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Elmhurst Memorial Record 'Door-to-Balloon' Time Credited for Saving Heart Attack Patient

David Cairo and wife Mary Beth say calling 9-1-1 was the smartest thing he did when experiencing symptoms of a heart attack.  EMTs began the treatment process that resulted in the reopening of a blocked artery just 24 minutes after he arrived at EMH.
David Cairo and wife Mary Beth say calling 9-1-1 was the smartest thing he did when experiencing symptoms of a heart attack. EMTs began the treatment process that resulted in the reopening of a blocked artery just 24 minutes after he arrived at EMH.

David Cairo, 57, of Addison thought the pain in his chest was just indigestion.  The yard work would need to wait while he rested with a glass of water.

“This had happened before, and the pain would go away.  But this time, it didn’t,” Cairo recalls.

In fact, the pain moved up to his jaw and throughout an arm, and became more intense.  What he did next likely saved his life.

“I was afraid to call the paramedics because if it wasn’t a heart attack, I’d feel like a fool.  But I called 9-1-1 anyway,” Cairo says about that day in May 2012.

Emergency medical technicians confirmed his condition and electronically sent test results to the Elmhurst Memorial Hospital (EMH) emergency medical team that was standing by, including Lawrence Barr, MD, a cardiologist with EMH and Midwest Heart-Advocate Medical Group.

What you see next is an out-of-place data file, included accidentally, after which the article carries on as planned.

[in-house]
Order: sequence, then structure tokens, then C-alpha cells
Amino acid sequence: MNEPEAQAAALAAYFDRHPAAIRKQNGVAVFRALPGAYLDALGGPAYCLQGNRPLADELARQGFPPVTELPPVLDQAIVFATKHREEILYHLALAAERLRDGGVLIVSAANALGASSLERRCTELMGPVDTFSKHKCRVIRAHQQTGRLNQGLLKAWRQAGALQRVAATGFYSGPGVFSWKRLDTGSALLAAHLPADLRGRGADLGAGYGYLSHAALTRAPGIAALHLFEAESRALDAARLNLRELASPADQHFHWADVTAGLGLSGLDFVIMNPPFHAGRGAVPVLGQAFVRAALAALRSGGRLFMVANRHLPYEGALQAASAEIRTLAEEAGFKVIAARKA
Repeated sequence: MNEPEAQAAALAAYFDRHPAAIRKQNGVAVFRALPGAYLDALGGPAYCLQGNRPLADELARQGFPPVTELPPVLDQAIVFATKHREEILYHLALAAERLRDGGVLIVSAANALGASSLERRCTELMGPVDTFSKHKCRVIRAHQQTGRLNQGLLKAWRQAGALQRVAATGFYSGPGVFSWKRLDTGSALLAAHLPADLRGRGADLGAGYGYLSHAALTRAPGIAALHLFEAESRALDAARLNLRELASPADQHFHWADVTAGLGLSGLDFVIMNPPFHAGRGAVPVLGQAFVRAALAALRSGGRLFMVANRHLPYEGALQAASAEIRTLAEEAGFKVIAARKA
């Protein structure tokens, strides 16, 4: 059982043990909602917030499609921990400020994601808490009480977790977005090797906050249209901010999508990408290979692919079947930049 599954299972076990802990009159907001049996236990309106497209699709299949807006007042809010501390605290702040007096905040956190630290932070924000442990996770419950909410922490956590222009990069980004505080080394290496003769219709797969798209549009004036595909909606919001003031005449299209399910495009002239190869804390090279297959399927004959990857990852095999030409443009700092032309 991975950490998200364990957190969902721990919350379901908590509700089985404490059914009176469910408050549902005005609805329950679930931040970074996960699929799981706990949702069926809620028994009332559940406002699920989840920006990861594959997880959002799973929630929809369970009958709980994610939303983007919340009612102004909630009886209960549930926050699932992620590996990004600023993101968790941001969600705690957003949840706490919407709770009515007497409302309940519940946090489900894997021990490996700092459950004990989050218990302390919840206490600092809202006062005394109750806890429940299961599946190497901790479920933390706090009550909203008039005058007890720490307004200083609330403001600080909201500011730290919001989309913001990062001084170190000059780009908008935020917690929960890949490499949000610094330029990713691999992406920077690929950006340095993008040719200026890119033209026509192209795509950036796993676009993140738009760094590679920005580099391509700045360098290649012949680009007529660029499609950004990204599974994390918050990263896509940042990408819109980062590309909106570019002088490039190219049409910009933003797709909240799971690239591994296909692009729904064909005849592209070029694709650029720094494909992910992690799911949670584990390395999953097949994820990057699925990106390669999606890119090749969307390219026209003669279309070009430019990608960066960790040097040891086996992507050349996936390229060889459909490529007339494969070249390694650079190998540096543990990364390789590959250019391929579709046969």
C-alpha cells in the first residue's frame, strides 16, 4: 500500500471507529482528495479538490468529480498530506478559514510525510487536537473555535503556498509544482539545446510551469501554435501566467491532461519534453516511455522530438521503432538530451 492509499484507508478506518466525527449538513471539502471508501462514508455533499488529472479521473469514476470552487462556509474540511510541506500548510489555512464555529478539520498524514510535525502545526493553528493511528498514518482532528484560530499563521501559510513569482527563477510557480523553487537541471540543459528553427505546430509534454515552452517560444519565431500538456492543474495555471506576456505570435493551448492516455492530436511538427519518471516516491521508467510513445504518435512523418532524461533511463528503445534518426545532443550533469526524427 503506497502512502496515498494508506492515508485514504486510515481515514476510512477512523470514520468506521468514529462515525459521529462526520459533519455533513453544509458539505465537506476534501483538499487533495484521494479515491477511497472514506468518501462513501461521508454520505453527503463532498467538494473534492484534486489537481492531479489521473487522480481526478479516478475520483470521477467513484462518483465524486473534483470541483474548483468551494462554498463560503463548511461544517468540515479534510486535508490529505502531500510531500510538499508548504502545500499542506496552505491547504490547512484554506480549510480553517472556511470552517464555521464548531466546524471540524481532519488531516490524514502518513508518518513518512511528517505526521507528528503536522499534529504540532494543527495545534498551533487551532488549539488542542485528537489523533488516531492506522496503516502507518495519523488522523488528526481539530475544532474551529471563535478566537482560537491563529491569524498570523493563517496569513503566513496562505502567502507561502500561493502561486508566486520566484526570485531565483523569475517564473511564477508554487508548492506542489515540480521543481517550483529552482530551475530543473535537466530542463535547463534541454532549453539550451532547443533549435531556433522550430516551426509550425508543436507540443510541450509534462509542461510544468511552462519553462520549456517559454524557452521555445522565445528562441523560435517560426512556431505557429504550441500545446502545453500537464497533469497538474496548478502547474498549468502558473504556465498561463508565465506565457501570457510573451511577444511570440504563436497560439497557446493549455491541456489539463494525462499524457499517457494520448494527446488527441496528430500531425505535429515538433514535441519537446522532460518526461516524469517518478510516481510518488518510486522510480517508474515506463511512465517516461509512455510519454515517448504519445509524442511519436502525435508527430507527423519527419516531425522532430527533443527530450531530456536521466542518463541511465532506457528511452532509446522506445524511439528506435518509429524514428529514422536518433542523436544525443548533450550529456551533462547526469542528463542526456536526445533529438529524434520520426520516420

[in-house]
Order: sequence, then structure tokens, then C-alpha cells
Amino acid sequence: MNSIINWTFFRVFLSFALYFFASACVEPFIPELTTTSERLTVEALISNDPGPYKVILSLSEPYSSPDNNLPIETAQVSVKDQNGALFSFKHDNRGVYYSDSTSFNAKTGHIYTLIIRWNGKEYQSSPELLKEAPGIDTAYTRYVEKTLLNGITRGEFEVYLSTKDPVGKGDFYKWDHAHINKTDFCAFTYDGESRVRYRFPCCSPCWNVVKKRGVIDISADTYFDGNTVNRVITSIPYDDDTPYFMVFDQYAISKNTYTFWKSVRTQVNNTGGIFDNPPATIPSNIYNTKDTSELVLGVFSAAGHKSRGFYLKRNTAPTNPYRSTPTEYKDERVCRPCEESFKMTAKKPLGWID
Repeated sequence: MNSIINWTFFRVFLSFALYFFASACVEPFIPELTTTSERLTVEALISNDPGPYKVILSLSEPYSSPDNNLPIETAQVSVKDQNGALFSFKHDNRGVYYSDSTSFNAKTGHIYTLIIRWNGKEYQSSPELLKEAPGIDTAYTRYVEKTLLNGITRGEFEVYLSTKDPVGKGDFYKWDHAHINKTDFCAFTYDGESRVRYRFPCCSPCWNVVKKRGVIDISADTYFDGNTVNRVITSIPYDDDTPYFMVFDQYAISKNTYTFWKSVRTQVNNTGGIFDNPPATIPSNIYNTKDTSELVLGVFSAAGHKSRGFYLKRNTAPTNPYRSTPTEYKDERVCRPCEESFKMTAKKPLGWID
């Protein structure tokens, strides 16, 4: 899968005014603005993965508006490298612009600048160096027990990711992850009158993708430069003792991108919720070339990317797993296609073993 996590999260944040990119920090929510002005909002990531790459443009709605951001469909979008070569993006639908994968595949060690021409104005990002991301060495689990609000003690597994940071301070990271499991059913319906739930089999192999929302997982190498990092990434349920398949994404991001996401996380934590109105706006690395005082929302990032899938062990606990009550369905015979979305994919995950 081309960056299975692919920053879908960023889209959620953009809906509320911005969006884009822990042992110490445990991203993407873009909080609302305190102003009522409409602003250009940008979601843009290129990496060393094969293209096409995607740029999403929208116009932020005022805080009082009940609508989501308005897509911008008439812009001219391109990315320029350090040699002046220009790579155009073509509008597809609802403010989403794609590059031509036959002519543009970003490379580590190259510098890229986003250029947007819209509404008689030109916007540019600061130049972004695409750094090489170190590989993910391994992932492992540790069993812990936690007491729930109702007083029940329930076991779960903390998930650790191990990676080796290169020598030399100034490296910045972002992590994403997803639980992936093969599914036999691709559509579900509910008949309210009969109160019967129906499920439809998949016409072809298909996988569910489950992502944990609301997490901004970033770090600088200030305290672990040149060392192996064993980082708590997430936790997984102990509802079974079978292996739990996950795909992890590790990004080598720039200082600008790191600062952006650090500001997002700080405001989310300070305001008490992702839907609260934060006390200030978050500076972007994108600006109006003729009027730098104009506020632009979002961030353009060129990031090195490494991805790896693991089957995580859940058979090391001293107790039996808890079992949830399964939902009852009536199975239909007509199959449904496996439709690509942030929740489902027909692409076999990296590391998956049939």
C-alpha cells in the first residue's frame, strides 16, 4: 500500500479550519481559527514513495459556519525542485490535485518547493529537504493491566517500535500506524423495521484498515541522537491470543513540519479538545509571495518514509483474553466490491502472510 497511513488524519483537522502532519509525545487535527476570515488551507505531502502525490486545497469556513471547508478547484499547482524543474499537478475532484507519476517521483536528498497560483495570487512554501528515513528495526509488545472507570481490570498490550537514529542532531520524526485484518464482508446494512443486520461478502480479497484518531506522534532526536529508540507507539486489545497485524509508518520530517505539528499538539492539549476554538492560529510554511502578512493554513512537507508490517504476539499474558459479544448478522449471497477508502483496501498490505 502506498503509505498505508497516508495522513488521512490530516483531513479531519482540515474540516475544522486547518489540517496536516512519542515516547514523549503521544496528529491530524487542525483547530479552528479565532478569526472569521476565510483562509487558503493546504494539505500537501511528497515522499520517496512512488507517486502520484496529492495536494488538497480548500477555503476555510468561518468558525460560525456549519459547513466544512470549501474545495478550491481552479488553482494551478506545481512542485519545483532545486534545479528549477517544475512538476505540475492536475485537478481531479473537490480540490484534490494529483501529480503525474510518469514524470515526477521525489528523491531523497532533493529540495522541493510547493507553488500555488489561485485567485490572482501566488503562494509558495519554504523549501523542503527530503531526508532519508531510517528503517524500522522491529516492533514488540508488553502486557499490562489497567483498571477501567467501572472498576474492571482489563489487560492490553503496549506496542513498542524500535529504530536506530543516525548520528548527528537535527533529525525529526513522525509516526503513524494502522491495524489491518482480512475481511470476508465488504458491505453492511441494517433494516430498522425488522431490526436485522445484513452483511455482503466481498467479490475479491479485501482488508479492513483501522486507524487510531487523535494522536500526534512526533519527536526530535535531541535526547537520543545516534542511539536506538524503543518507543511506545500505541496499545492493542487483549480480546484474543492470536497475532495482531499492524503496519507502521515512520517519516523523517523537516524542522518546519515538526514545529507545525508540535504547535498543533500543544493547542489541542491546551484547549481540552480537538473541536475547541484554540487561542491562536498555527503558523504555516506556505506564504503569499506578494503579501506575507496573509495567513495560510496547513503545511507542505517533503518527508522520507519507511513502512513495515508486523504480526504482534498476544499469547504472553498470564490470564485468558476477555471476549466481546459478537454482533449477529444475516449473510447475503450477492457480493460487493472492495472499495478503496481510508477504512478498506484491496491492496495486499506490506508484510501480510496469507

There’s a window of opportunity — called door-to-balloon — for a patient to receive life-saving medical treatment following a heart attack.  The national standard is 90 minutes, but EMH’s average is closer to just 60 minutes.  And in Cairo’s case, only 24 minutes passed between the moment he reached the hospital and the time the blocked artery was reopened with a stent — a hospital record.

“We try to go well beyond the national goals and are always looking for ways to shave off a minute or two yet maintain quality,” says Dr. Barr.

While Cairo was being prepared for cardiac catheterization, a nurse called his wife, Mary Beth, at work.  Hearing the news “took the breath out of me,” she says.  Even though she left for the hospital immediately, by the time she arrived, her husband had already received stents and was “in the recovery room with a big smile on his face.”

Since his heart attack, Cairo has quit smoking, lowered his cholesterol, lost weight and completely changed his diet.

“I eat so much chicken now that people ask me why I cross the road,” he jokes.

Looking back, the Cairos both say calling 9-1-1 was the smartest action David took.

Notes Mary Beth, “Time is not on the heart attack patient’s side.  Don’t lose all that valuable time, which the paramedics can use to start the tests and communicate with hospital personnel.  Just call 9-1-1.”

To find out if you’re at risk for heart disease, take EMH’s free five-minute test that could save your life at www.emhc.org/HealthAware. For more information about EMH activities during Heart Month in February, visit www.emhc.org/services/cardiology/community-ed.